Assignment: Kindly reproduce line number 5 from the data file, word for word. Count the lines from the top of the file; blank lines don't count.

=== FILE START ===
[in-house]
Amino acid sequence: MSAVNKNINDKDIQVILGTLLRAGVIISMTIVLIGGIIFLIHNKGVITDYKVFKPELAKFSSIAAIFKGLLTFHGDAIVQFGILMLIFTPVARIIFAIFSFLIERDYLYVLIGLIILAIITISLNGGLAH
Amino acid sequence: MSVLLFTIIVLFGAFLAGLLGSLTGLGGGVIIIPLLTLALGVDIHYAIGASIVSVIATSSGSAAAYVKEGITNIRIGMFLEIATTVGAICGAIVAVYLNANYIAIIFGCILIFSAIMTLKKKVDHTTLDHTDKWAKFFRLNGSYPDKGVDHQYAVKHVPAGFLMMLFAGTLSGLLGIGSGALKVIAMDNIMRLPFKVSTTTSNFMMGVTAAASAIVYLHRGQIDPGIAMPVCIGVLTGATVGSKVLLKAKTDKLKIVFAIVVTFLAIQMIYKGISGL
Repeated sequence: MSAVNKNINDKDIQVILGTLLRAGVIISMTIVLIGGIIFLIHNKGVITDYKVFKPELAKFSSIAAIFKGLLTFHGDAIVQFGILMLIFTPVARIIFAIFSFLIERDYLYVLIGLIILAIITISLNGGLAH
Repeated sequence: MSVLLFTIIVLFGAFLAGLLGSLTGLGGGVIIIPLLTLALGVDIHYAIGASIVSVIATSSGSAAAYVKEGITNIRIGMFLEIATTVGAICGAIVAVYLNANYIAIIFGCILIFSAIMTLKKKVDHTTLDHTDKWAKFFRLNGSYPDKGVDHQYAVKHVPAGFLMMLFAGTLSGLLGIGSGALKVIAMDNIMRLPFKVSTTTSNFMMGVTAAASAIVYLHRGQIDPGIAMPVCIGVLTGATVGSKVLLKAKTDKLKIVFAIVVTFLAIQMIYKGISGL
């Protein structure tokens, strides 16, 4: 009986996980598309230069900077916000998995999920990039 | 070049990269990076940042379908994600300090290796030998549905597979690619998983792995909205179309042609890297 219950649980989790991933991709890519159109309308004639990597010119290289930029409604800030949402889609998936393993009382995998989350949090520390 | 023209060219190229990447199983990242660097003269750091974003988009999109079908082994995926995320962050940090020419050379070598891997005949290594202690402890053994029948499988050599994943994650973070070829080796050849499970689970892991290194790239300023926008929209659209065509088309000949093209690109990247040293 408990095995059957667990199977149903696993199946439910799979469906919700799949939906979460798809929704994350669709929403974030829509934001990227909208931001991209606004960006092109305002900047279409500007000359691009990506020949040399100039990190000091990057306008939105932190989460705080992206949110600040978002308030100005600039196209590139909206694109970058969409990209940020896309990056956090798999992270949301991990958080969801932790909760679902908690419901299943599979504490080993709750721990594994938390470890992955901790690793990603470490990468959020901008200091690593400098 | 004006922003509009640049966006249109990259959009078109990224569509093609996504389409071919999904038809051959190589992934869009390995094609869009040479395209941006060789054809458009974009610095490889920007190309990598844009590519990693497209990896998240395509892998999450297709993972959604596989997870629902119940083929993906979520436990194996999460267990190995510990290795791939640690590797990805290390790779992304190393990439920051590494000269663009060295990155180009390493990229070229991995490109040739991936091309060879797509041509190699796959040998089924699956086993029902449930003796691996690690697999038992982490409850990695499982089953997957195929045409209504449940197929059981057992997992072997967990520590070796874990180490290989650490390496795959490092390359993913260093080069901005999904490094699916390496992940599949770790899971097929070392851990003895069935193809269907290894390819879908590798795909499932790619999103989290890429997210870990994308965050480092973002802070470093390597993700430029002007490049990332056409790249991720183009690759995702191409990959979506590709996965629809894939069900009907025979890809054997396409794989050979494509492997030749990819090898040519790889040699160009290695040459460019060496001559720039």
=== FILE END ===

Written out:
Repeated sequence: MSVLLFTIIVLFGAFLAGLLGSLTGLGGGVIIIPLLTLALGVDIHYAIGASIVSVIATSSGSAAAYVKEGITNIRIGMFLEIATTVGAICGAIVAVYLNANYIAIIFGCILIFSAIMTLKKKVDHTTLDHTDKWAKFFRLNGSYPDKGVDHQYAVKHVPAGFLMMLFAGTLSGLLGIGSGALKVIAMDNIMRLPFKVSTTTSNFMMGVTAAASAIVYLHRGQIDPGIAMPVCIGVLTGATVGSKVLLKAKTDKLKIVFAIVVTFLAIQMIYKGISGL